One prior art device which attempts to overcome the speed indication problem is that of U.S. Pat. No. 4,762,463, issued Aug. 9, 1988 to Yang. Yang uses a series of indicator lights located on the fan housing to indicate fan speed. The disadvantage of this indicator light arrangement is that the light may not be visible from the location of the wall mounted switch, and hence the user may not be able to see the indicator lights and determine what speed the fan is turning at. Further, in installations in high ceilings the indicator lights may be difficult to see without a step stool or ladder. In addition, the fan mounted indicator lights may not be aesthetically pleasing for some ornate fan designs which attempt to give the fan an historical look. The indicator lights may also be an annoyance in a bedroom installation where the lights would be quite visible to a user lying awake in bed. Finally, the Yang device does not solve the aforementioned problem of providing a fan speed and direction control combined with a lighting control at a remote location from the fan housing.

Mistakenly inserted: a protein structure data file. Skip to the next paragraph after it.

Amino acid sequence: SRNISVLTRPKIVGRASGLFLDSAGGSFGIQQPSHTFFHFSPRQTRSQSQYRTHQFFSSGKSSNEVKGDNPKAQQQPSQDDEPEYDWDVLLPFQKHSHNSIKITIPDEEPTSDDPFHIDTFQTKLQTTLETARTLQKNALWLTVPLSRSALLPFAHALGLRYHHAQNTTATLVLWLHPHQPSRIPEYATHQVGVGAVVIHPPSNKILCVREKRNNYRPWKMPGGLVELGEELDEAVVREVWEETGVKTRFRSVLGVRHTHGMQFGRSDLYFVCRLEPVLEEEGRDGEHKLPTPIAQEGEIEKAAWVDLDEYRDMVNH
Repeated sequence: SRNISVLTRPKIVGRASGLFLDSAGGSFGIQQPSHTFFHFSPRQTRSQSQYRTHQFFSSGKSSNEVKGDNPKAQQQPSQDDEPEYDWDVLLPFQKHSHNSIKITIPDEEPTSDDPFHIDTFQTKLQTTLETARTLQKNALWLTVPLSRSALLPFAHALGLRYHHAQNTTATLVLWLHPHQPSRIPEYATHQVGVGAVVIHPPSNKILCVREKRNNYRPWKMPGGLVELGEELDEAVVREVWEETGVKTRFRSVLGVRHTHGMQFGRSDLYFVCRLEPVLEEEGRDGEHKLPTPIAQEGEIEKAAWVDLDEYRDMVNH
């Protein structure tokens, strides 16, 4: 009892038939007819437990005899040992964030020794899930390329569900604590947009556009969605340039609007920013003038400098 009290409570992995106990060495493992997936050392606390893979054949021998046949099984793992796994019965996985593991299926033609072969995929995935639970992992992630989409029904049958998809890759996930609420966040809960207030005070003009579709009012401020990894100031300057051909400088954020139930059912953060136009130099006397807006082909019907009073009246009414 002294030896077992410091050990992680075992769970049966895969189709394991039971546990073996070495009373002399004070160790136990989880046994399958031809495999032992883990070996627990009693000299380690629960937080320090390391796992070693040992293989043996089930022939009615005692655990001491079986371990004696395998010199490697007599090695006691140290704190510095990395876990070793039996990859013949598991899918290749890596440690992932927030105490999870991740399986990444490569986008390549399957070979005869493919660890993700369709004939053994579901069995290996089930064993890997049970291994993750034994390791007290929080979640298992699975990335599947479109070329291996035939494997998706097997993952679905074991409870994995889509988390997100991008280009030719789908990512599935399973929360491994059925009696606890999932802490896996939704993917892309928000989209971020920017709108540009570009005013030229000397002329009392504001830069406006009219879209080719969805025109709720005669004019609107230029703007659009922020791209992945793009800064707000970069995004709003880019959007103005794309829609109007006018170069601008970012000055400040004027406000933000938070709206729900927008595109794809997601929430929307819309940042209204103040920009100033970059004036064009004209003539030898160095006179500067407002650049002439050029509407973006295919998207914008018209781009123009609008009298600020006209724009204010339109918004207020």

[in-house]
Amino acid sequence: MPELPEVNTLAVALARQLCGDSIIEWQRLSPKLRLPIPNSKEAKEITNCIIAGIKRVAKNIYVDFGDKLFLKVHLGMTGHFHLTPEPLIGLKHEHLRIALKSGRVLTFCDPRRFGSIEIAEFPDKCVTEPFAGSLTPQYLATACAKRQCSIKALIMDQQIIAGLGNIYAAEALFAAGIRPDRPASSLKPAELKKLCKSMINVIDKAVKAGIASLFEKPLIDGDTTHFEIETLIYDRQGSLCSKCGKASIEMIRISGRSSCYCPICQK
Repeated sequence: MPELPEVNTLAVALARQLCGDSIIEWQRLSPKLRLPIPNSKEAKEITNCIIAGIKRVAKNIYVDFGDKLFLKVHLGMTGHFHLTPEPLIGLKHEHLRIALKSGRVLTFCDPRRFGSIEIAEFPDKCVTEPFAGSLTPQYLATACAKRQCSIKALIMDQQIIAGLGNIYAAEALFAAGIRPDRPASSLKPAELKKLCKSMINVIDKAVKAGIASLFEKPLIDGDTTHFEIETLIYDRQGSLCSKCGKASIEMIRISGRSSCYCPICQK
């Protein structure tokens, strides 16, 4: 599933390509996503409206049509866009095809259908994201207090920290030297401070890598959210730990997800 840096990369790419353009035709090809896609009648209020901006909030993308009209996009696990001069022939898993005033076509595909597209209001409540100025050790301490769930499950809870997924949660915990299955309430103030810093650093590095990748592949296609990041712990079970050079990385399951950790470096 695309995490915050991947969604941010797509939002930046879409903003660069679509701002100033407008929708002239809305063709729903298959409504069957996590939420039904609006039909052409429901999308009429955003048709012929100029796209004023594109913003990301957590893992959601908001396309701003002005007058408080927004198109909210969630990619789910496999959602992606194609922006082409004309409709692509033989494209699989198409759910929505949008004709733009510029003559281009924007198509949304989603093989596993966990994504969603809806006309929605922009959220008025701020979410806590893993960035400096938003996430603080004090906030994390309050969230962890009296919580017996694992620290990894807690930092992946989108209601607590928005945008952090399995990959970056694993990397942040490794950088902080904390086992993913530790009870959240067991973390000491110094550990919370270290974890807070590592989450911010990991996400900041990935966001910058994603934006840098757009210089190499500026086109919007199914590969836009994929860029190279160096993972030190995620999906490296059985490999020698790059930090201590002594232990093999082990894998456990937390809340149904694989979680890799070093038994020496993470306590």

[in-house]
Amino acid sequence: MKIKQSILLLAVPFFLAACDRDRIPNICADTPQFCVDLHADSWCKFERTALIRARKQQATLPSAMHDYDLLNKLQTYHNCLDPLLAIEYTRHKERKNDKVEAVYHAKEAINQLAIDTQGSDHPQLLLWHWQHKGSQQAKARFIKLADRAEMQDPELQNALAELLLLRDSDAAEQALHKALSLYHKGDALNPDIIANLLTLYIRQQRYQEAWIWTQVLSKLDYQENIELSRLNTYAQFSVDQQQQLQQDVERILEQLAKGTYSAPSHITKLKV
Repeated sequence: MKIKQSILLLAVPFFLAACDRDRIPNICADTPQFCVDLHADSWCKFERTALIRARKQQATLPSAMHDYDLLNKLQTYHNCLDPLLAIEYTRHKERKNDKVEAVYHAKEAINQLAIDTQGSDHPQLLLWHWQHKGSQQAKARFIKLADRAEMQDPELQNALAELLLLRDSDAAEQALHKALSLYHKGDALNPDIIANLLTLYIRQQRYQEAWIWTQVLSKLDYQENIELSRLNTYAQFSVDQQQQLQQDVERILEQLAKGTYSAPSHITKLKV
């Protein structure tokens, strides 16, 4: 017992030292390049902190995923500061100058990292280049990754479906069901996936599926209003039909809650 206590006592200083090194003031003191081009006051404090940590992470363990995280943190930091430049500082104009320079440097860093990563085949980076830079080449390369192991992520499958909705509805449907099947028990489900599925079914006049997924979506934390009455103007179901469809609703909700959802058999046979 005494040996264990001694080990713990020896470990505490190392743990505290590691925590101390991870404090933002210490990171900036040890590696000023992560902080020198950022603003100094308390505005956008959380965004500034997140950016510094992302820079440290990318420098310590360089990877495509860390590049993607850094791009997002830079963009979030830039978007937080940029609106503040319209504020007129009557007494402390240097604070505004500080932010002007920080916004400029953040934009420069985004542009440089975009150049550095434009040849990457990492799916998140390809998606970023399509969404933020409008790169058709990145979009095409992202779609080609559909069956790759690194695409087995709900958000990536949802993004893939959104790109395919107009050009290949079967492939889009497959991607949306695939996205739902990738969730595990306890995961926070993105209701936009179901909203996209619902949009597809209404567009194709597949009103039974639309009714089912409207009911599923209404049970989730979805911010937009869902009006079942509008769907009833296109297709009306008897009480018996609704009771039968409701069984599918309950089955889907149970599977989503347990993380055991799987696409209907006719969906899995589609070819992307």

One prior art device which attempts to solve both the control and indicator problems of the devices discussed above, is the Hunter Model 22691 3-Speed Rotary Speed Control. The unit comprises a four position rotary switch and control module, packaged to replace an ordinary light switch in a standard wall box. The Model 22691 can be easily installed using existing wiring, and provides an easy to use four position switch (off, low, medium, and high). The Model 22691 rotary switch has an advantage over the Fowler device discussed above in that the rotary dial also serves as an indicator to indicate to the user what speed the fan is switched to. The disadvantage of the Model 22691 is that it cannot provide reversing control or lighting control. In fact the Model 22691 has one drawback due to the nature of the circuit design in that the fan and light cannot be used simultaneously unless the control is switched to the «high» setting.